Review: Modularz presents a new release by Japanese producer Hattori Hanzo - recorded in seclusion in a studio near the mountains of Mt.Fuji Japan - Hattori delivers a great body of work focused on Extremely functional tracks with lots of driving rhythms, space influenced hypnotic grooves with the right amount of tension and drama. This is a sure thing get it quick - TIP!
Review: The 7th release on BLKMARKET MUSIC comes from Samuel Jabba and is the first part of the Dystopian Future series.
Samuel Jabba is the label co-founder of a new vinyl only label called From the Void Above. Hailing from Bogota, Colombia, Samuel is a young DJ and talented producer who creates music spanning different genres of electronic music.
On his debut release for Blkmarket Music, the A side starts off with his electro track 'Acid Pleasure' on A1. The A2 track 'Space Mirage' takes you on an outer space voyage focusing on the more deeper side of techno.
The B side kicks off with his heady breakbeat track 'Robotics' on the B1. On B2, Samuel takes us on a dark journey with his minimal electro track entitled 'Random Demise.'
The First Rebirth (Reinier Zonneveld remix) (6:51)
The First Rebirth (5:54)
Review: Bonzai is one of those labels - if you're familiar then you know exactly which side of the stylistic debate(s) the imprint falls on. A bonafide trance institution that made a name for itself back in the genre's 90s heyday, dedicated followers and disciples will be delighted to know that even with the much more techno-leaning Reinier Zonneveld on remix duties, this one is firmly in the neon end of the dance spectrum. While the alternative version holds little back, including its roots in the laser-reaching mania of the source material, the original still manages to make that seem slow by way of a ferocious and frantic pulse beat which juggernauts its way below sirens and choral samples. One thing's for sure, you're not getting away from either very easily.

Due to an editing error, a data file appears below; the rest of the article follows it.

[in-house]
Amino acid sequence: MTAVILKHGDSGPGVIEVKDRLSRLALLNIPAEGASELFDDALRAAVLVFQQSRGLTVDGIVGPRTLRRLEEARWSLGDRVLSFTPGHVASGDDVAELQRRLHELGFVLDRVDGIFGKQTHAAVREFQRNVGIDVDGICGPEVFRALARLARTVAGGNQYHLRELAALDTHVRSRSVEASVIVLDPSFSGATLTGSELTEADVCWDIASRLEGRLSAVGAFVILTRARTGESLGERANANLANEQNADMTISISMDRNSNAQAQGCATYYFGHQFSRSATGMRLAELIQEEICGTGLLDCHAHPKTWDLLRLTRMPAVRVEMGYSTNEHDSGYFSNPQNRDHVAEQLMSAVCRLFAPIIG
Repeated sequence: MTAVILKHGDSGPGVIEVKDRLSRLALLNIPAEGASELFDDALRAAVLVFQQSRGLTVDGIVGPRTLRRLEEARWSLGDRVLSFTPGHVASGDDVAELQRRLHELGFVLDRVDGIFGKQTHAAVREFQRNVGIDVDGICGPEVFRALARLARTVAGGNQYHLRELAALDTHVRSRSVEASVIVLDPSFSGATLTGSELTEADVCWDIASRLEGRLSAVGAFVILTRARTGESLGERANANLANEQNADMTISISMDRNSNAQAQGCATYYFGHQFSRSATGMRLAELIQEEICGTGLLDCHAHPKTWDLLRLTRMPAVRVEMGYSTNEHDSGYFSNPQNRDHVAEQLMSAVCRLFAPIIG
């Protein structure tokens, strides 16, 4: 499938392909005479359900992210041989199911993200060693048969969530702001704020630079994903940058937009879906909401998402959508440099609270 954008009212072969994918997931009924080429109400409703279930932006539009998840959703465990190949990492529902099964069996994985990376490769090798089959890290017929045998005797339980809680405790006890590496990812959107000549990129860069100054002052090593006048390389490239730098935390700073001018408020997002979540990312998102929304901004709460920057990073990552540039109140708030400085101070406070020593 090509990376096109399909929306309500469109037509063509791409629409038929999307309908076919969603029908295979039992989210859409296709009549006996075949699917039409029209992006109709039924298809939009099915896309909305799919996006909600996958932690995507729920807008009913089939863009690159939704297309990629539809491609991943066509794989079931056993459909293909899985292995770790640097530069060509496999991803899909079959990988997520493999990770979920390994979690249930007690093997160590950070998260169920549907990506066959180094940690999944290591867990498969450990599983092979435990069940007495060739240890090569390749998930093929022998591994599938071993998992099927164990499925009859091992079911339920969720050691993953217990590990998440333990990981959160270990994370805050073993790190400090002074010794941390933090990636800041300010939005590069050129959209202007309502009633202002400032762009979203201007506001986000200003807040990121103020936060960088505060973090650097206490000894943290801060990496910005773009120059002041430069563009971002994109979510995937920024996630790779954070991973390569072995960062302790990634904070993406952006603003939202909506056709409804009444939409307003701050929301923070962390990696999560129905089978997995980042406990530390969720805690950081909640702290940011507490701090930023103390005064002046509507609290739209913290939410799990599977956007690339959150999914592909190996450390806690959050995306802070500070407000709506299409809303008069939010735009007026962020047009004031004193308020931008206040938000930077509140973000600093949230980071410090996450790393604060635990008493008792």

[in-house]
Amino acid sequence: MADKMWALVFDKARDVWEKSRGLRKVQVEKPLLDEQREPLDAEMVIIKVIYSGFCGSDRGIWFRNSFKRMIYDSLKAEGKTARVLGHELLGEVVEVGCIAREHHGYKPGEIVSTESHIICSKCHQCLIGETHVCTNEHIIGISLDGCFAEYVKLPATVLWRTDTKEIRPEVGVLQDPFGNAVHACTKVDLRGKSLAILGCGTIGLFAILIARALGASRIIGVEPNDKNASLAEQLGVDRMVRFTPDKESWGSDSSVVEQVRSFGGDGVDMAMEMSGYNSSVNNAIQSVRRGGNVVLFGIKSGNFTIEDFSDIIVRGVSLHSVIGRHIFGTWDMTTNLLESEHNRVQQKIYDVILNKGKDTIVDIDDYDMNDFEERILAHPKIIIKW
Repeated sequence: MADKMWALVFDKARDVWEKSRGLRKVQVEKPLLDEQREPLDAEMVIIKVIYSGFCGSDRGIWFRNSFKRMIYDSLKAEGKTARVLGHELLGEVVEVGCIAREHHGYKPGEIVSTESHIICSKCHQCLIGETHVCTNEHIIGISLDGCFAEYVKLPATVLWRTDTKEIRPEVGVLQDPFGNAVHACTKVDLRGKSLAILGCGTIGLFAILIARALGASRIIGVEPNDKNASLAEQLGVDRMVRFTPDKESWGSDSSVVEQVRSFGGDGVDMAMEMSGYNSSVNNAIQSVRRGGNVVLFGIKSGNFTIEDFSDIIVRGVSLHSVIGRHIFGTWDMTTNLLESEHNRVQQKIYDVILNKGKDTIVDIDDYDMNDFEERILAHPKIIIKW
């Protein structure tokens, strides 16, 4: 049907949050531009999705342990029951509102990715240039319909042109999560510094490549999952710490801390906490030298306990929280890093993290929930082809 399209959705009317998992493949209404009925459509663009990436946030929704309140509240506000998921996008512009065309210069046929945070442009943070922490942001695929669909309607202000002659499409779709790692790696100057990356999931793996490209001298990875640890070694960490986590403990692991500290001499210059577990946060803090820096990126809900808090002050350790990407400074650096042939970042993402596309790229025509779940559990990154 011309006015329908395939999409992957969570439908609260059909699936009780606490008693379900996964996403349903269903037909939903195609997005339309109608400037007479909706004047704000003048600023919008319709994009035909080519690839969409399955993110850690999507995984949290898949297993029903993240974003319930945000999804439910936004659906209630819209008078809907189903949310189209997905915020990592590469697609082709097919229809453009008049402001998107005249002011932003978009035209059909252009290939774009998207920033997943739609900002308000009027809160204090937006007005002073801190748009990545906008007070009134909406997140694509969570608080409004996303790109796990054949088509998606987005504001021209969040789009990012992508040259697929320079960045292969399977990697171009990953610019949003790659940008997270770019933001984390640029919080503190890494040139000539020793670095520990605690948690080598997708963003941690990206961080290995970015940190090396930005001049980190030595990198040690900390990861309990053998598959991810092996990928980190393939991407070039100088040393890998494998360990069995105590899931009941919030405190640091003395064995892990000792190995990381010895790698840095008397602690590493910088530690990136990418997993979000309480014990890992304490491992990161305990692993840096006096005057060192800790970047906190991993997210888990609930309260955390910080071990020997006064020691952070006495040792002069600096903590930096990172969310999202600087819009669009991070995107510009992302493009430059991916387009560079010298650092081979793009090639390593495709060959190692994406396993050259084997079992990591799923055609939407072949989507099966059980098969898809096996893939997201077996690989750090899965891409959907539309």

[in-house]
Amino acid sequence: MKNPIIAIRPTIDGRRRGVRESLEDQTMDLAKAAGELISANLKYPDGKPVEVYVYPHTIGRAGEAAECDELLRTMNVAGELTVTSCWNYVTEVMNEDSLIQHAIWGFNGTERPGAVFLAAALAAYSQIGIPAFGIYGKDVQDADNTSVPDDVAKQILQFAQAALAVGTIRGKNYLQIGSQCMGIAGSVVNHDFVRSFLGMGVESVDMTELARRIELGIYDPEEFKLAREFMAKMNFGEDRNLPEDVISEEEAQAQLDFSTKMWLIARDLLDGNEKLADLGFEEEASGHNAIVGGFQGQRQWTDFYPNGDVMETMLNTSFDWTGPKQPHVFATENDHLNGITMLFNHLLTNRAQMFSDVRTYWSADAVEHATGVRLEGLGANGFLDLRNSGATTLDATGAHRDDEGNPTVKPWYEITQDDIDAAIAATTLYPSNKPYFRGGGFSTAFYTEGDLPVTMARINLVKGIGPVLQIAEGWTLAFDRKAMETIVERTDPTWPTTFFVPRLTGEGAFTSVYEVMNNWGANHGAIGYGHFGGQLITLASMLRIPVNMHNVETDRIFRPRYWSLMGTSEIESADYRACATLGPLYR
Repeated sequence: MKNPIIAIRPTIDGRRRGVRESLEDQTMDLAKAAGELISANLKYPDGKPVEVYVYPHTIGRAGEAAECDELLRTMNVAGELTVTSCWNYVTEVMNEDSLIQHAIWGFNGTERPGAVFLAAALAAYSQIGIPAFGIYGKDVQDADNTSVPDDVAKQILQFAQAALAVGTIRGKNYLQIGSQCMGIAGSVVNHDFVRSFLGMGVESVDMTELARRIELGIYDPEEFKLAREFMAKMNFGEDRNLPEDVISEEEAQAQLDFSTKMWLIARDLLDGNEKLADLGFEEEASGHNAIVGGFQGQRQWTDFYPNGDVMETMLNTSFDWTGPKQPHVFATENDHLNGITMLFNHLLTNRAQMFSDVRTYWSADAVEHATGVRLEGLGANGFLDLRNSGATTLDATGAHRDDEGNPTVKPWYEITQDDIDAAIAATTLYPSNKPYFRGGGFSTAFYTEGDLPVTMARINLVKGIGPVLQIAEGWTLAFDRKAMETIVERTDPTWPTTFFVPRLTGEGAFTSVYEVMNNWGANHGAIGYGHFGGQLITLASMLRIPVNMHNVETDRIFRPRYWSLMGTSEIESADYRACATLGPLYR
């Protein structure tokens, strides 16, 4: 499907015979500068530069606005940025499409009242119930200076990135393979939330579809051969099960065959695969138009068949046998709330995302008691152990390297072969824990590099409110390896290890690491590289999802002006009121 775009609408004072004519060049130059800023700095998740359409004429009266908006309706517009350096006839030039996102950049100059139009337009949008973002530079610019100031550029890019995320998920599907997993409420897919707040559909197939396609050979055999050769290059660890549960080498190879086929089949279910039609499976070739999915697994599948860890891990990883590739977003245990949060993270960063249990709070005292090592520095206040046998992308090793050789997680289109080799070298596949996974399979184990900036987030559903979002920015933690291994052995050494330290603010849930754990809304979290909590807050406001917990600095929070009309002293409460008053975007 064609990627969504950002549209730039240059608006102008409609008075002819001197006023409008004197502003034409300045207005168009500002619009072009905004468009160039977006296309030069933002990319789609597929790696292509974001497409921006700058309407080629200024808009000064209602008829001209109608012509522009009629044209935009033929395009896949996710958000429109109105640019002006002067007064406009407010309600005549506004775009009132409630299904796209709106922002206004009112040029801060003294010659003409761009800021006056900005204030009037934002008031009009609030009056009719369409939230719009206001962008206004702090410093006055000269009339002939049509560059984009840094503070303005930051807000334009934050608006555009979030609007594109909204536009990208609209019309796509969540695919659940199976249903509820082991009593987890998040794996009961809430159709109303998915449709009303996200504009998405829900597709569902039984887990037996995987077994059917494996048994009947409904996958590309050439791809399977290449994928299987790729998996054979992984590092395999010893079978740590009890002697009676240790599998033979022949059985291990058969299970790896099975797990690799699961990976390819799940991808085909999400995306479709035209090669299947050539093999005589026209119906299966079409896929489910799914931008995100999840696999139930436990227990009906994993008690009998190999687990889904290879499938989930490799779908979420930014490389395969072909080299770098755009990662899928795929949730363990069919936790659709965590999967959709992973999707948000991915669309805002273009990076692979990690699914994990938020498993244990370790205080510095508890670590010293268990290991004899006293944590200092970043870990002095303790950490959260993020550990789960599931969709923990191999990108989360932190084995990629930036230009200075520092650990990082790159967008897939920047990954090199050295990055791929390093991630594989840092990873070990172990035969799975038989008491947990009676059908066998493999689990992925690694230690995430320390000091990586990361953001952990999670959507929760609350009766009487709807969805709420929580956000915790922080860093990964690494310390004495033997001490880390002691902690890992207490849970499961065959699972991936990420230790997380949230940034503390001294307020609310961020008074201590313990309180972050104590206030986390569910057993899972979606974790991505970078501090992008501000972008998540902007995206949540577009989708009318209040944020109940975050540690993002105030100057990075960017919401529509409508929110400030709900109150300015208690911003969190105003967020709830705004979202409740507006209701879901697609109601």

Review: There can be nothing finer than a new hit of techno direct from the D. Brian Kage is the man behind the beats here and references the current coronavirus pandemic numerous times, starting with opener "Lockdown." It's a corrugate and jacking cut run through with acid lines and airy hi hats. "Hold On Pain Ends" is a warm dub current awash with subtle synth effects and a hypnotic sense of tension, then "That Woman From Michigan" features spoken word news snippets based on advice to stay at home and stay safe while acid lines undulate below in ever deeper circles. "FU Covid-19" is the tense, angsty techno banger you might expect of such a title.
Review: Donnell Knox and Mark Hawkins, better known as D-Knox and Marquis Hawkes respectfully, team up for a collaborative EP on Sonic Mind that speaks to their respective roots in underground techno reaching back to the 90s. "Kalamazoo" is a tough and clattering jacker with out-of-phase organ lines to send your mind spinning, while "Not The DX100" brings things front and centre for a comparatively direct, acidic workout. "Halfway" ramps up the melodic content as a displaced vocal celebrates Kalamazoo's location between Chicago and Detroit, and then "Just Let Me Go" completes the set with a tough and bumping vocal house cut.